If PM2.5 concentrations in China remains at this level, the annual avoided number of premature deaths could amount to 54,000 and 109,000. That would correspond to a reduction in deaths from air pollution of 5% to 10%. An analysis released by Carbon Brief showed that the lockdown and reduction in economic activity in the country led to an estimated 25% reduction in carbon emissions. However, UN Secretary-General Antonio Guterres stated that this will not end our problem with air pollution or climate change.
"We should not overestimate the fact that emissions have been reduced for some months. We will not fight climate change with the virus. It is important that all the attention that needs to be given to fight this disease does not distract us from the need to defeat climate change,” Guterres said.
According to Phys.org, carbon dioxide has remained in the atmosphere and oceans for centuries. Thus, any temporary fall in emissions due to the Coronavirus epidemic will not entirely change the current problems we are facing due to global warming or climate change. Petteri Taalas, Secretary-General of the World Meteorological Organization (WMO), stated that past experience suggests that emission declines during economic crises are followed by a rapid upsurge.
"Despite local reductions in pollution and improvement in air quality, it would be irresponsible to downplay the enormous global health challenges and loss of life as a result of the COVID19 pandemic. However, now is the time to consider how to use economic stimulus packages to support a long-term switch to more environmentally and climate-friendly business and personal practices,” Taalas said.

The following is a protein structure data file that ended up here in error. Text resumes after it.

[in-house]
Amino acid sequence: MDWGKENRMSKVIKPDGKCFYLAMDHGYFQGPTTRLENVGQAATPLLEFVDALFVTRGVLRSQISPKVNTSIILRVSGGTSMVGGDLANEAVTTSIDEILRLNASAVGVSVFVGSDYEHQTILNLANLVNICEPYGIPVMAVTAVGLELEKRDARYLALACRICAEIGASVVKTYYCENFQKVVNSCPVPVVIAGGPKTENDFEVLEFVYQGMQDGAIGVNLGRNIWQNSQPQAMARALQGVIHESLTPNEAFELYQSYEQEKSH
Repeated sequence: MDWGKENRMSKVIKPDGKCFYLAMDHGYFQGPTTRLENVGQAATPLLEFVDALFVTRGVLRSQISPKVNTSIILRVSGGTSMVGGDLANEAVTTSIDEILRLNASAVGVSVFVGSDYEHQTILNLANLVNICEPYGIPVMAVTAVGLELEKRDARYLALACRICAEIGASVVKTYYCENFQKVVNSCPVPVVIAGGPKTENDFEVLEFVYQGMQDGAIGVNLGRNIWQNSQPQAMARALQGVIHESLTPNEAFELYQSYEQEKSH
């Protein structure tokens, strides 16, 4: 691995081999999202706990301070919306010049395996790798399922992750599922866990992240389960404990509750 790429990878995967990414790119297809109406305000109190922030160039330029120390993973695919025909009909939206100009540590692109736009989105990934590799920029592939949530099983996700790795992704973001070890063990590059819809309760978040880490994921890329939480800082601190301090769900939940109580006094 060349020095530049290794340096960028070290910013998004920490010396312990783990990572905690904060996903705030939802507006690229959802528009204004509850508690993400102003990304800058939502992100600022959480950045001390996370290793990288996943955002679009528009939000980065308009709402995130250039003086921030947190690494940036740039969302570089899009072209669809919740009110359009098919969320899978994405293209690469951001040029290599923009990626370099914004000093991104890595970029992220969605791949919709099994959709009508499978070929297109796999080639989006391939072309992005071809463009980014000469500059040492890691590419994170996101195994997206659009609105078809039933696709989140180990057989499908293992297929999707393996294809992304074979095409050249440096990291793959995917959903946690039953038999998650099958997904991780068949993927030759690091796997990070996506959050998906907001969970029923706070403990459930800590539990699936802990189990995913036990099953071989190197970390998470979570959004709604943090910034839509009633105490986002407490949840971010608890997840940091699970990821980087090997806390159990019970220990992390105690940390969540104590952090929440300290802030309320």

A study published in Nature Climate Change showed that the 2008-2009 global financial crisis was followed by strong emissions growth in emerging economies, a return to emissions growth in developed economies, and an increase in the fossil fuel intensity of the world economy. This means that Earth will continue to warm up if greenhouse gases continue to increase.
”The world needs to demonstrate the same unity and commitment to climate action and cutting greenhouse gas emissions as to containing the Coronavirus pandemic. Failure in climate change mitigation could lead to greater human life and economic losses during the coming decades,” he said.
The Pandemic Could Help Tackle Climate Change
While the post-coronavirus growth projection by the Organisation for Economic Cooperation and Development (OECD) shows that carbon dioxide emissions may decline 0.3% in 2020, experience during the global financial crisis indicates that the carbon efficiency of the global economy may improve much more slowly during a crisis. This could mean that there’s a high possibility that carbon dioxide emissions could still grow.
The good news is that governments can use this experience to discuss climate change. Governments around the world are announcing economic stimulus measures, which may affect how emissions evolve in the future. They could use this as an opportunity to invest the stimulus money in structural changes which could lead to reduced emissions after economic growth returns, including further development of clean technologies.
At the same time, this is a great opportunity to show people how curbing carbon emissions could potentially heal our planet. This could help more than 800 million people - 11% of the world’s population - who are currently vulnerable to climate change impacts such as droughts, floods, heatwaves, extreme weather events, and sea-level rise.